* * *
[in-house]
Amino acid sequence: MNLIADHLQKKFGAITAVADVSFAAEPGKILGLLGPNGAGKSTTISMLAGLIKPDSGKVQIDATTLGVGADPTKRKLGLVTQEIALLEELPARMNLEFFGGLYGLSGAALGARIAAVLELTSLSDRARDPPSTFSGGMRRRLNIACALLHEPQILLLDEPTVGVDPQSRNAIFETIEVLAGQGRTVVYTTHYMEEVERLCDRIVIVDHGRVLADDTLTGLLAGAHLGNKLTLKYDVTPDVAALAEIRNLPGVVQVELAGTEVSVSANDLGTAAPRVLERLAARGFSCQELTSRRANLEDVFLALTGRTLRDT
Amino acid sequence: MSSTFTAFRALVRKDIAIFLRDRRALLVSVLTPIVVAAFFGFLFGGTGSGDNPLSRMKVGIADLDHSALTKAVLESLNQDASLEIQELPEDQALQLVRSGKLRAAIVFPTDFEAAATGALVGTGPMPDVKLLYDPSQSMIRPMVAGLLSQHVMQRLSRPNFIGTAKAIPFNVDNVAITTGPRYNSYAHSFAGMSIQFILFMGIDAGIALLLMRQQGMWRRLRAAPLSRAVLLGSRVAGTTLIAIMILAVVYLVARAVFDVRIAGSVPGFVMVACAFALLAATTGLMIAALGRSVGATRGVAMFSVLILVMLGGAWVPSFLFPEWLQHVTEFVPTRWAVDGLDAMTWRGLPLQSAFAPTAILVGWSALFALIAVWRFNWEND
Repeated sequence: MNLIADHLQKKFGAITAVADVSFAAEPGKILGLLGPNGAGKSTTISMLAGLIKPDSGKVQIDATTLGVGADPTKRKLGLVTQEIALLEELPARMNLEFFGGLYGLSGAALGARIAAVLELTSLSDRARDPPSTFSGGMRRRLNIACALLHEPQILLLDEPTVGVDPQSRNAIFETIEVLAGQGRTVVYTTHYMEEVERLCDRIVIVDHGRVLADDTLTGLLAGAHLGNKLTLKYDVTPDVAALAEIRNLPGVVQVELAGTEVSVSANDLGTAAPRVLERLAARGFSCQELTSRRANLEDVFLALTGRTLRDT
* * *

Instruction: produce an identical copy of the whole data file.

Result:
[in-house]
Amino acid sequence: MNLIADHLQKKFGAITAVADVSFAAEPGKILGLLGPNGAGKSTTISMLAGLIKPDSGKVQIDATTLGVGADPTKRKLGLVTQEIALLEELPARMNLEFFGGLYGLSGAALGARIAAVLELTSLSDRARDPPSTFSGGMRRRLNIACALLHEPQILLLDEPTVGVDPQSRNAIFETIEVLAGQGRTVVYTTHYMEEVERLCDRIVIVDHGRVLADDTLTGLLAGAHLGNKLTLKYDVTPDVAALAEIRNLPGVVQVELAGTEVSVSANDLGTAAPRVLERLAARGFSCQELTSRRANLEDVFLALTGRTLRDT
Amino acid sequence: MSSTFTAFRALVRKDIAIFLRDRRALLVSVLTPIVVAAFFGFLFGGTGSGDNPLSRMKVGIADLDHSALTKAVLESLNQDASLEIQELPEDQALQLVRSGKLRAAIVFPTDFEAAATGALVGTGPMPDVKLLYDPSQSMIRPMVAGLLSQHVMQRLSRPNFIGTAKAIPFNVDNVAITTGPRYNSYAHSFAGMSIQFILFMGIDAGIALLLMRQQGMWRRLRAAPLSRAVLLGSRVAGTTLIAIMILAVVYLVARAVFDVRIAGSVPGFVMVACAFALLAATTGLMIAALGRSVGATRGVAMFSVLILVMLGGAWVPSFLFPEWLQHVTEFVPTRWAVDGLDAMTWRGLPLQSAFAPTAILVGWSALFALIAVWRFNWEND
Repeated sequence: MNLIADHLQKKFGAITAVADVSFAAEPGKILGLLGPNGAGKSTTISMLAGLIKPDSGKVQIDATTLGVGADPTKRKLGLVTQEIALLEELPARMNLEFFGGLYGLSGAALGARIAAVLELTSLSDRARDPPSTFSGGMRRRLNIACALLHEPQILLLDEPTVGVDPQSRNAIFETIEVLAGQGRTVVYTTHYMEEVERLCDRIVIVDHGRVLADDTLTGLLAGAHLGNKLTLKYDVTPDVAALAEIRNLPGVVQVELAGTEVSVSANDLGTAAPRVLERLAARGFSCQELTSRRANLEDVFLALTGRTLRDT